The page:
Anti-Dumping

Fruit and vegetables are perishable crops that are stored under costly, highly managed conditions from harvest until consumption. In the case of many crops (such as apples and potatoes), growers and packers manage the available supply through the winter, spring and summer to provide high quality produce until the next crop is harvested. The predictability of the market ensures that, for example, Canadian potato producers are able to provide a consistent, high quality supply of fresh potatoes throughout the year.

The orderly import and interprovincial trade of potatoes is facilitated by the Canada Agricultural Products Act, through the Ministerial Exemption provision of its Fresh Fruit & Vegetable Regulations. Whereas the regulations restrict provinces from importing large quantities of produce from another province or country, wholesalers can apply for ministerial exemptions that allow interprovincial or international imports when there is a need. The combination of regulations and ministerial exemptions eliminate the risk that a large quantity of produce will suddenly be sent to across a border (i.e. “dumped”), which would seriously destabilize the local market. If the risk of dumping existed, Canadian producers might choose to not incur the high costs associated with storing produce during the off-season, meaning Canadian consumers and processors would have fewer options and pay higher costs for their fruits and vegetables throughout the year.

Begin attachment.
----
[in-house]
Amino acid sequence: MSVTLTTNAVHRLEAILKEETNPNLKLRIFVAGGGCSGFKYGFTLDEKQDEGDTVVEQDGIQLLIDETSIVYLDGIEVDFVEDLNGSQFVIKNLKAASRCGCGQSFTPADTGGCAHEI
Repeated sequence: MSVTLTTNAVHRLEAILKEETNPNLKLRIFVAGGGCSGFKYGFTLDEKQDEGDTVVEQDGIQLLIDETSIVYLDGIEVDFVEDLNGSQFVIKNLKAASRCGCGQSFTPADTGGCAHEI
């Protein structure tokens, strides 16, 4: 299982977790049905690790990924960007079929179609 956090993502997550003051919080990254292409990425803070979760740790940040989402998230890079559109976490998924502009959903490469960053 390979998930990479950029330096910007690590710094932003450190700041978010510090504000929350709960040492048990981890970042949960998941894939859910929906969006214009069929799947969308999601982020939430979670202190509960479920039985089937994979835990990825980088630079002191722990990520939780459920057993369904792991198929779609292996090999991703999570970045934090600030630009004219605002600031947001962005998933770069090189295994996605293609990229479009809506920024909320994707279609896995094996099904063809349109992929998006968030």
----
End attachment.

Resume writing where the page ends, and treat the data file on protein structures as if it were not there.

CHC's position

  • The Canadian Horticultural Council (CHC) urges government to keep ministerial exemptions as part of the Canada Agricultural Products Act.

Current advocacy activities

  • With renegotiations of free trade agreements, such as NAFTA, underway, CHC is aware of the important role of ministerial exemptions, and continues to advocate for the exemptions to remain in place.

Previous advocacy activities

  • In June 2017, CHC appeared before the House of Commons Standing Committee on Agriculture and Agri-Food and spoke about non-tariff barriers to trade, such as the need for anti-dumping regulations, including ministerial exemptions.
  • CHC has advocated for ministerial exemptions, on several occasions, during one-on-one meetings with Members of Parliament and other industry stakeholders.

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